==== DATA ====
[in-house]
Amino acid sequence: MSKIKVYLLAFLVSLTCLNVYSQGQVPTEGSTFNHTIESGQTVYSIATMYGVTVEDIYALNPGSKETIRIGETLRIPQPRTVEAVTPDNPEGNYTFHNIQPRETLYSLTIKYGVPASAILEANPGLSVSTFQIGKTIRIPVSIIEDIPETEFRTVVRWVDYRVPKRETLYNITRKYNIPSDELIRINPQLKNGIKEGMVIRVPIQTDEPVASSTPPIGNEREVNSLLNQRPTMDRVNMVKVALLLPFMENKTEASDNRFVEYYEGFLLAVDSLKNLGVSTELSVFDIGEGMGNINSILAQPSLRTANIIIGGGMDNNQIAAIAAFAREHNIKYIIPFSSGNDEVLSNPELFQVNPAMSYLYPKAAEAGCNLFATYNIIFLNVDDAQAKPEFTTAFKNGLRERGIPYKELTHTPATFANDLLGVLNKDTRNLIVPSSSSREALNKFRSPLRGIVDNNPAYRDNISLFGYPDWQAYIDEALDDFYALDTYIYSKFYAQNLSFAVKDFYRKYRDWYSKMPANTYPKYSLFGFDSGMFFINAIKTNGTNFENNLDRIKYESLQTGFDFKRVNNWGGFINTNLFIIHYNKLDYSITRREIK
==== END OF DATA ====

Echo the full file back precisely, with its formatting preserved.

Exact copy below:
[in-house]
Amino acid sequence: MSKIKVYLLAFLVSLTCLNVYSQGQVPTEGSTFNHTIESGQTVYSIATMYGVTVEDIYALNPGSKETIRIGETLRIPQPRTVEAVTPDNPEGNYTFHNIQPRETLYSLTIKYGVPASAILEANPGLSVSTFQIGKTIRIPVSIIEDIPETEFRTVVRWVDYRVPKRETLYNITRKYNIPSDELIRINPQLKNGIKEGMVIRVPIQTDEPVASSTPPIGNEREVNSLLNQRPTMDRVNMVKVALLLPFMENKTEASDNRFVEYYEGFLLAVDSLKNLGVSTELSVFDIGEGMGNINSILAQPSLRTANIIIGGGMDNNQIAAIAAFAREHNIKYIIPFSSGNDEVLSNPELFQVNPAMSYLYPKAAEAGCNLFATYNIIFLNVDDAQAKPEFTTAFKNGLRERGIPYKELTHTPATFANDLLGVLNKDTRNLIVPSSSSREALNKFRSPLRGIVDNNPAYRDNISLFGYPDWQAYIDEALDDFYALDTYIYSKFYAQNLSFAVKDFYRKYRDWYSKMPANTYPKYSLFGFDSGMFFINAIKTNGTNFENNLDRIKYESLQTGFDFKRVNNWGGFINTNLFIIHYNKLDYSITRREIK